# What exactly does the weak force do?

I know that the weak force acts on nuclei and causes decay. But what exactly does the weak force do? Or to put it another way, why do we call it a force? Does it push the red particle of the picture away from the nucleus? Is it called a force only because it has some corresponding force particles? And if it is a force, what does it act on?

I looked over at 'Weak force: attractive or repulsive?'. It is a great answer on how weak charges work and what types of weak charges there are. But, what it does not answer is whether it is a force or not. That is what I want to know, why do we include it in the four fundamental forces?

• Have you tried reading the Wikipedia article on the weak force? If you do maybe you can pick some pieces out that cause some confusion or narrow down what you want 8n your question, it would also be good to have some idea at what level you expect the answer to be at. Are you a student physics? – Triatticus Jun 28 '20 at 5:46
• Roughly, yes, it is only called a force (an interaction really) because it has some corresponding particles, the $W$ and $Z$ bosons, and not because it pushes or pulls anything. – Stéphane Rollandin Jun 28 '20 at 6:43
• The mathematics that describes elementary particles and forces of nature (one of which is the weak force) is called Quantum Field Theory. You should study the basics of QFT if you want to understand particles and forces. Analogies are misleading and babbling about virtual particles doesn't get you any closer to real understanding; only the math does. – Prof. Legolasov Jun 28 '20 at 9:15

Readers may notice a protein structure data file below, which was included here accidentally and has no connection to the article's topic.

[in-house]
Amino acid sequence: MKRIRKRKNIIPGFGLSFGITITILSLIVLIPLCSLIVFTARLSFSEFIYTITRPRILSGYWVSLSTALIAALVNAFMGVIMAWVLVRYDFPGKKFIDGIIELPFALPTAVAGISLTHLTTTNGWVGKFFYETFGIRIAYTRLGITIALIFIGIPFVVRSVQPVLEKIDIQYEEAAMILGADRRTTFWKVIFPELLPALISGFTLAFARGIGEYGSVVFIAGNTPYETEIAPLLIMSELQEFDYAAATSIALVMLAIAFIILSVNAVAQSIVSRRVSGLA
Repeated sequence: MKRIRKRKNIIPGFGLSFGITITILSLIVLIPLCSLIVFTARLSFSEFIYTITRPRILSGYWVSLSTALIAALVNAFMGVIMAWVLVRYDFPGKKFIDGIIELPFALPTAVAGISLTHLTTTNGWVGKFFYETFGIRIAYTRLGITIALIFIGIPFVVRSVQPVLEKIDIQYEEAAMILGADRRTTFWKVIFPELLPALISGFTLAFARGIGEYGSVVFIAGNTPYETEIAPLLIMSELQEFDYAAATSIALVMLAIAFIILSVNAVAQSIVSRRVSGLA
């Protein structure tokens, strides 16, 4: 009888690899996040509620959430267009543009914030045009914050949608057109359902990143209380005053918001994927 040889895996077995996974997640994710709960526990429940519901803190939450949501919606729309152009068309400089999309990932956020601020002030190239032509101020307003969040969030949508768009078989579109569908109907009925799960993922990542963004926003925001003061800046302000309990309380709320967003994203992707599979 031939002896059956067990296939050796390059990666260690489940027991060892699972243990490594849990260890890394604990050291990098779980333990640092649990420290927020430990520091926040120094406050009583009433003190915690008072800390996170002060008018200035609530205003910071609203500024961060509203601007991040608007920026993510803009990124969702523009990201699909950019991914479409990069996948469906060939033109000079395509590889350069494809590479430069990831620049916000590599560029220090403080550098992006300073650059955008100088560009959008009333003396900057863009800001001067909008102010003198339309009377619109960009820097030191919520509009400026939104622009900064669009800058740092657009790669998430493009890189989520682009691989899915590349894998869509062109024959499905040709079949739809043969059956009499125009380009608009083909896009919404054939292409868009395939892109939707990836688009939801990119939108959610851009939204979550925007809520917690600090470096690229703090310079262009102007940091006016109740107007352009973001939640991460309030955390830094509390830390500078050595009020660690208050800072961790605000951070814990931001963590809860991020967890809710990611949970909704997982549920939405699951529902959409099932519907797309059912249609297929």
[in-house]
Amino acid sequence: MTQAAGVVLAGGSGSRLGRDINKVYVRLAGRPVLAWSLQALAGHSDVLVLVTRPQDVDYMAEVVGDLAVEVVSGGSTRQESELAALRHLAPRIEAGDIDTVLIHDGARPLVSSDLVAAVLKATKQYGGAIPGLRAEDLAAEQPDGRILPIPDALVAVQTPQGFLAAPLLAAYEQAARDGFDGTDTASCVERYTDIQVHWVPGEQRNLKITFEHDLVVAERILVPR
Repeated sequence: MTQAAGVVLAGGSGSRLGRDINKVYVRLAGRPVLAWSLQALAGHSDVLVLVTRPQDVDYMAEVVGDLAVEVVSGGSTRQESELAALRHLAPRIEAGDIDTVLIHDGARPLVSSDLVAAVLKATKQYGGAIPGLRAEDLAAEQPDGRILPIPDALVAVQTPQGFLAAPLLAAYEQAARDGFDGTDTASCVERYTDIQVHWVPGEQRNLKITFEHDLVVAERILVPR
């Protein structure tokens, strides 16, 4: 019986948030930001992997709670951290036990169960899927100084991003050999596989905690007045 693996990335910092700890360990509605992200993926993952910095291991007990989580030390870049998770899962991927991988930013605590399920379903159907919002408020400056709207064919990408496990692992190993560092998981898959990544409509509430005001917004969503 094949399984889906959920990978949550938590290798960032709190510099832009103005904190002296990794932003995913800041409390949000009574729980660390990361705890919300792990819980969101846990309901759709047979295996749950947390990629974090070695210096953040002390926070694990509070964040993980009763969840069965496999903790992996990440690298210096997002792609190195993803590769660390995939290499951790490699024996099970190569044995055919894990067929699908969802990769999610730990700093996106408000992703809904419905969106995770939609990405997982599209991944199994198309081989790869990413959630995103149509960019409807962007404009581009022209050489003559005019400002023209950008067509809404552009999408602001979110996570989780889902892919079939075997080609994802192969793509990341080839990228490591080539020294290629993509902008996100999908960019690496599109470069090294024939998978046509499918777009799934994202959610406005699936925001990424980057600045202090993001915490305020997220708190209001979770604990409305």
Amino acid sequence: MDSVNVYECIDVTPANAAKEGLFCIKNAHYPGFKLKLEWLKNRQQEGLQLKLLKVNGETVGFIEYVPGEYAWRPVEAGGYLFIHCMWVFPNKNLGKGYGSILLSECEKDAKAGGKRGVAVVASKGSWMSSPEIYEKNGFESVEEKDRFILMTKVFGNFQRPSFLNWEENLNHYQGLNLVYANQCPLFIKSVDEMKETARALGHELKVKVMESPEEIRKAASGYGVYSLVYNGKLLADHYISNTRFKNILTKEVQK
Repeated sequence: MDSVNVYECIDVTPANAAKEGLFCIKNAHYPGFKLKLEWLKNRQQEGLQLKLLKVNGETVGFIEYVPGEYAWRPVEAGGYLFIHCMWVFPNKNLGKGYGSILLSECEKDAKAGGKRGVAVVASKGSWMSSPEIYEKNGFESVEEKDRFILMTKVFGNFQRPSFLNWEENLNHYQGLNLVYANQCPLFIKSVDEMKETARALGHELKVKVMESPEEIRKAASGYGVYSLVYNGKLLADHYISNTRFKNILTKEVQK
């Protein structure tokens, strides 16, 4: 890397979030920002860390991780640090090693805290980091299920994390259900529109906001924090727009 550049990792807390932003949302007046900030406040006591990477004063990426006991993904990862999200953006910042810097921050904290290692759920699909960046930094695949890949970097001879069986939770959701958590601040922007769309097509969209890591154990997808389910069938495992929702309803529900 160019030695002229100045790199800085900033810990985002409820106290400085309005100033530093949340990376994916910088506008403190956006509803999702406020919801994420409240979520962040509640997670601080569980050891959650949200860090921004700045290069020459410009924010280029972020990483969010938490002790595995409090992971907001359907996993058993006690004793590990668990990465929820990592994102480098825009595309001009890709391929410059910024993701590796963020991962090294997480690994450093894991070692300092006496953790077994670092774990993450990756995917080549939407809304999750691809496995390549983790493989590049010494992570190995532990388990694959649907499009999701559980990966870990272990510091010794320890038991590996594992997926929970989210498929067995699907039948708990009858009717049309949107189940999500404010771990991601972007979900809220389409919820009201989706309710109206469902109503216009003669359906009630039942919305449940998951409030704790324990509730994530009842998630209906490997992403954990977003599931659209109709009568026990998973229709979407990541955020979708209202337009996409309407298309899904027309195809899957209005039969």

• mandatory xkcd reference – M. Enns Jun 28 '20 at 14:09
• Does this answer your question? Weak force: attractive or repulsive? – fqq Jun 28 '20 at 15:01

Some background

As it seems that you aren't terribly familiar with the nitty-gritty mathematics of quantum mechanics (and believe me, I'm not either), perhaps I can bridge your curiosity to a more intuitive understanding of what the weak force is. This may not be a fully-fledged answer, however my thoughts are too long to fit within a comment.

As Stéphane Rollandin pointed out, it may be more intuitive to think of the weak force as more of a collection of related interactions. Hence Wikipedia's nomenclature for the weak force being one of the "Fundamental interactions". That being said, as physics has progressed through the notion of forces being synonymous with fields, (think the gravitational field, or electromagnetic field), there's been a development in understanding that these fields are all resultant of "force-carrying" bosons. These are the quantum, or "units" of the field. I.e; the particles that transmit the information of the "pushing" or "pulling" associated with forces.

To oversimplify: wherever there's a boson, theres a set of interactions with said boson (and other particles) where particles combine and decay and transmit information, etc... All those interactions inevitably do what looks like pushing or pulling when viewed from far away. Hence, the notion of a force is really just the biproduct of all the motion occurring from those interactions.